Escape the Rain! Stay Dry! Nighthawk Brewery!
Waking up to the sound of rain is a sobering reminder for the people of Boulder county. In a way, it brings us all back to those days in September of 2013, when we never thought we’d see the sun again. Some of us were lucky. Me? I was lucky. I live on the second floor, and even though people were saying, “It’s seen better days,” about my condo all the way back in the 70s, it didn’t get too much damage, a leaky overhang aside. Some of our neighbors, however, weren’t so lucky. It’s an interesting mindset for a town. Places like Portland or Seattle, cities which Boulder wants to be just like, rain is no big deal. Rain’s just another part of life down there. Here? When we don’t see our blue skies, we start to get a little nervous.
I’m not saying that running inside and drinking beer all day is at all a good strategy when dealing with flooding. As of right now, we’re not flooding in Boulder, and our rain problems are due to turn into snow problems shortly. In any case, it’s probably better to spend the next few days away from the outdoors, and what better way to spend your rainy days than drinking beer? Of course, I’m an all-weather drinker, but I feel a little justified when the skies are overcast. “Hiking? In THIS weather? No, I’ll just drink, thank-you-very-much.”
Nighthawk Brewery is the place I managed to find for this week’s edition of Max giving subjective advice on Boulder county’s brews. Aside from clearly winning the award for the most badass name ever given to a brewery in Boulder County, Nighthawk is a brand-spankin’-new spot as well, having opened their doors to the public at the beginning of this year. They’re right off Highway 36 (another fun obstacle course, especially in this weather), right off Industrial Drive in Broomfield, Colorado. Do note, when I was searching for this place, my GPS was wrong (this seems to be a trend with new breweries). Don’t go into the event planning store. Go across the street, right by where all the lads in paintball gear are congregating. Make your way into the cozy, single-room tap room, and pull up a seat. On the rainy weekend morning I stopped in, it was me, the bartender, a couple of the bartender’s friends, and a couple of beer nomads from Aurora. Perhaps the place gets more jumping, but not during my visit. It was comfortable, and it really allowed me to talk to the bartender, Rachel, about the kinds of beers Nighthawk has. I’m always a little nervous to try a new brewery’s beer, because typically, these places haven’t yet had the time to master their recipes. Will the fate of “Meh” beer befall the brave drinkers at the Nighthawk? Let’s get it in, and find out!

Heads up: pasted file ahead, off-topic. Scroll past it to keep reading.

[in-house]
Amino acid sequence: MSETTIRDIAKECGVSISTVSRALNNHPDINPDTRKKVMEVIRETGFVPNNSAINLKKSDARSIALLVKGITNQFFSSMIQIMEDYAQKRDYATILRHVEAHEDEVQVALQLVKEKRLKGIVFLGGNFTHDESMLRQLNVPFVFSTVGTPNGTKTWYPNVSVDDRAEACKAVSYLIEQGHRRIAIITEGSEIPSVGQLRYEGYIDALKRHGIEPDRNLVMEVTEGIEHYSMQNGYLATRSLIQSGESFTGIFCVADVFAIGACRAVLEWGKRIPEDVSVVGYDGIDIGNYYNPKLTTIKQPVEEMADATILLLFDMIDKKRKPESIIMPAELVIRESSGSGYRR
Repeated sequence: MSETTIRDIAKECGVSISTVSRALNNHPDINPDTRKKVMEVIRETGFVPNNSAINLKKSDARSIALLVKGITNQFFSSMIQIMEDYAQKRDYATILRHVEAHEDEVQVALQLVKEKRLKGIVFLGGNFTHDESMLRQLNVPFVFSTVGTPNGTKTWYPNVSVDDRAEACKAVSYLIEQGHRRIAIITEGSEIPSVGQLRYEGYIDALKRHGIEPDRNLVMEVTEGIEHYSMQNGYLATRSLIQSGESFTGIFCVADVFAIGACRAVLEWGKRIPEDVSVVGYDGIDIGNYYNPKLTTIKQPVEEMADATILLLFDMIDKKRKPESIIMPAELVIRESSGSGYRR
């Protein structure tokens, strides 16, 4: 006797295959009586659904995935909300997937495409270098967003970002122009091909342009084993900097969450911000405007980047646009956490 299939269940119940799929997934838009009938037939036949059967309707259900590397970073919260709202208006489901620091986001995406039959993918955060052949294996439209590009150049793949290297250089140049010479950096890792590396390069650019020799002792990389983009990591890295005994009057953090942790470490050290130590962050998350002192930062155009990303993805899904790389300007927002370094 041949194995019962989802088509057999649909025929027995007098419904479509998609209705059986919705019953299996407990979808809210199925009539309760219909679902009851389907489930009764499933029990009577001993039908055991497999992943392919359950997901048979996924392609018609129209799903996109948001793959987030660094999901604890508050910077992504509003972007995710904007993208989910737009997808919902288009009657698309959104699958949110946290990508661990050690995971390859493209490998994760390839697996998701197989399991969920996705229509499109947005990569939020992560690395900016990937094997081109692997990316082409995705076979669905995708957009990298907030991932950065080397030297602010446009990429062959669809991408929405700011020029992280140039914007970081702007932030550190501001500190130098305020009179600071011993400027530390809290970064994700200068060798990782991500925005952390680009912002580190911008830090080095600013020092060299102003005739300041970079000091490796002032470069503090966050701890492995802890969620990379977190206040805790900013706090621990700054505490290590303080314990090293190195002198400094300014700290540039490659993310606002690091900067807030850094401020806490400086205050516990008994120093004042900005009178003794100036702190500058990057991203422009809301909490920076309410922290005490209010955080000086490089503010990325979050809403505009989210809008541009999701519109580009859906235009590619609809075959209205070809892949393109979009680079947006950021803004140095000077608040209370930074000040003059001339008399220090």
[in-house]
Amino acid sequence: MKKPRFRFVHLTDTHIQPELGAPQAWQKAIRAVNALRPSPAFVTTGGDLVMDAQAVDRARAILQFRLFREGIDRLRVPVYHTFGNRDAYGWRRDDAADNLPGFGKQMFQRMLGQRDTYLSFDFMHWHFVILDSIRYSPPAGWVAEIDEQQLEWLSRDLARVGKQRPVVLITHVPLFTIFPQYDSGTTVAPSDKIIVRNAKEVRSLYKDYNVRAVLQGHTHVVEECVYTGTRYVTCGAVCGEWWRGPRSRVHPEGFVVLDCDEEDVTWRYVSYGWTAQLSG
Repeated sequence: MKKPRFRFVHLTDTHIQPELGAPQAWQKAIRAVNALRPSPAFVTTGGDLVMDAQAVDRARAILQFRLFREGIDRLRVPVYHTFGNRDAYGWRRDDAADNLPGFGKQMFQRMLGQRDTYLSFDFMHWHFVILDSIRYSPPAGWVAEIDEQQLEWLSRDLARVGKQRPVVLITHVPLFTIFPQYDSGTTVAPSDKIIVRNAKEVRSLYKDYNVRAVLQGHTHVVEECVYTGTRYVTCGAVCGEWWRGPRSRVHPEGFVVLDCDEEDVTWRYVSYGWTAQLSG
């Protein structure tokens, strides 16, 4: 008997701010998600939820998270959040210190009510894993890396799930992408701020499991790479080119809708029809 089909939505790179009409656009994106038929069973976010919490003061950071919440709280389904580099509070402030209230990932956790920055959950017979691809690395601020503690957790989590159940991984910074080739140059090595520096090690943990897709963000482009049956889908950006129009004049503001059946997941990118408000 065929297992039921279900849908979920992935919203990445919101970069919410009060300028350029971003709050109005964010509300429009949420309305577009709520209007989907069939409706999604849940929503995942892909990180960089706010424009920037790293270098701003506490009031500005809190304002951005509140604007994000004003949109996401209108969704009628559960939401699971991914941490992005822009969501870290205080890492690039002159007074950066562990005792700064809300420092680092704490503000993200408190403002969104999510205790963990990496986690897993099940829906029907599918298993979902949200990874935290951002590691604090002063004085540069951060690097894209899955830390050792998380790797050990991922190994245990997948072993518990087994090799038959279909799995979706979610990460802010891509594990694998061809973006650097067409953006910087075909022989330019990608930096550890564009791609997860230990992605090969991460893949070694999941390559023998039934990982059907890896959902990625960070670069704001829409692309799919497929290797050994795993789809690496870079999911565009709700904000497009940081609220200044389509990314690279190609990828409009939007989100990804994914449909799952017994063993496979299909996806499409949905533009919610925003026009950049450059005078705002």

Black and Blue
Style: Session Porter ABV: 4.2%
Wanting to start off light, but also wanting a little bit of a warm-up from the cold wetness outside, I landed on the Black and Blue. It wasn’t until I ordered this guy that I was told that this sessionable porter is brewed with over 100 pounds of blackberries and blueberries. It was also told to me after I ordered that this beer was “gluten-reduced,” which is the legal way of saying something has its gluten content removed, but can’t legally be considered “gluten free”. Turns out, all of Nighthawk’s beers are this way. Uh oh. Gluten free is sort of a curse when it comes to craft beer, because it’s great in concept, but generally everyone is terrible at making them. Anyway, the Black and Blue had a faint roastiness and a very obtuse sweetness on the smell. It’s a lovely opaque brown, with a hint of violet running through the body of the beer. You can definitely taste the blackberry and blueberry adjuncts on the taste. It’s a very thin, very syrupy taste, that is indeed very sessionable – not just because of the beer’s relatively low alcohol by volume percentage, but also because I drank half of it before I even felt like I had drank anything. I probably wouldn’t have ordered this one had I known there were berry adjuncts added to them. To me, they oftentimes add such a strange sweetness that never quite gets brewed out. While this beer did have a lingering sweetness, the flavors of the berries melded very well with the cocoa and toffee flavors that shined through in the malt. While this was certainly not my favorite porter I’ve had this year, this is a great beer to whet your palate. It’s unique, it’s certainly pretty tasty, and its low ABV makes it one you can keep revisiting, if your heart so desires.